CDC Unveils Say No to Raw Dough Campaign During the Biggest Baking Season

Unless you have a gluten allergy or aversion to sweets, you probably love baked goods. Like, love them. I mean, let’s be real: cookies and milk may be the best food combo of all time. However, as the holiday season rapidly approaches, the Centers for Disease Control and Prevention is reminding folks they should not — under any circumstances — eat raw dough.

The guidelines, which were released last week, do not include anything new; however, they are important and timely. For instance, they say that people should not taste, eat or play with raw batter or dough; baked goods should be cooked at the proper temperature and for the specified time; and if raw products have touched a surface, it should be thoroughly cleaned with warm, soapy water. This includes bowls, countertops, utensils and hands.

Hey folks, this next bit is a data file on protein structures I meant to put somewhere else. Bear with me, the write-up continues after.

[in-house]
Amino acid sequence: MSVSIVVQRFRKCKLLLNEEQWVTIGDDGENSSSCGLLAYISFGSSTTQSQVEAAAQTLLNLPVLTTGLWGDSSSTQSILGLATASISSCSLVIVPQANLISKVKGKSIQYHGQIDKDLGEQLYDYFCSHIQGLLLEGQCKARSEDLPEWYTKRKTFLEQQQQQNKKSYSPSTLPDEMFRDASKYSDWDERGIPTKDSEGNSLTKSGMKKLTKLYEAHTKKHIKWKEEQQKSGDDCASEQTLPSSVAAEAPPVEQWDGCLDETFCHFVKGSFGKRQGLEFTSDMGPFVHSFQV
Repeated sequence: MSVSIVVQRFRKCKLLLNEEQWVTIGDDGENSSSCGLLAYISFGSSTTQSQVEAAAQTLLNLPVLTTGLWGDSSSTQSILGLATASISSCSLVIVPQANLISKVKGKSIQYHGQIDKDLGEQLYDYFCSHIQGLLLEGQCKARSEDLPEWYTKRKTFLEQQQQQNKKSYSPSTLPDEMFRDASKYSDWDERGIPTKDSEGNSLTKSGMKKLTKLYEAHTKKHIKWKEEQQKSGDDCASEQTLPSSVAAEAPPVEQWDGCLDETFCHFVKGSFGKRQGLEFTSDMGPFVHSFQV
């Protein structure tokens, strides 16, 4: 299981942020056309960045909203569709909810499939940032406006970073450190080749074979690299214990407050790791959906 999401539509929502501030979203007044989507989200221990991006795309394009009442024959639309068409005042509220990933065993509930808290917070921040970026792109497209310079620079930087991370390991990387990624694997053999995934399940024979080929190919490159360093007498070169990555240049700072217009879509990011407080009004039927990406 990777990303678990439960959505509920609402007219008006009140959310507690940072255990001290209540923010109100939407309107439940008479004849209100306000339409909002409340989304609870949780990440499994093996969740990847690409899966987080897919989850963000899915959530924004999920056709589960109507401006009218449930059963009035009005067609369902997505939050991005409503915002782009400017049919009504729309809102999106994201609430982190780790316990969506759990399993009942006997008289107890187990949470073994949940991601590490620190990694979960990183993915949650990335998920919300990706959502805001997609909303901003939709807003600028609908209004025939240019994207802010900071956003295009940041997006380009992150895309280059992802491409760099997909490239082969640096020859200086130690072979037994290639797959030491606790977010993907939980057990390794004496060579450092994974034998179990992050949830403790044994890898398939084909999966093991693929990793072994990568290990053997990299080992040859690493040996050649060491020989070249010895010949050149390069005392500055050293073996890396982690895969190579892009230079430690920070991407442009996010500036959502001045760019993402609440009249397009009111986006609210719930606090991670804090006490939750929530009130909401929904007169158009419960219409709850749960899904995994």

As for why, it all has to do with pathogens and foodborne illnesses. According to the CDC, raw flour can contain E. coli and raw eggs can contain salmonella — and both have the potential to cause serious illnesses.

In 2016, an E. coli outbreak linked to raw flour sickened 63 people.

But we get it — you’re only human — and if you do sneak a taste, know that the symptoms of salmonella typically appear six to 48 hours after eating a contaminated food, and the symptoms of E. coli usually appear after three or four days.

Both conditions are marked by abdominal cramps, diarrhea and vomiting — so not something you’d want during this festive season — or ever, really.

More: The Most Common Food Allergy for Kids Under 5 May Surprise You

So enjoy your sweets this season, but do so safely — because no one wants to be sick for the holidays.

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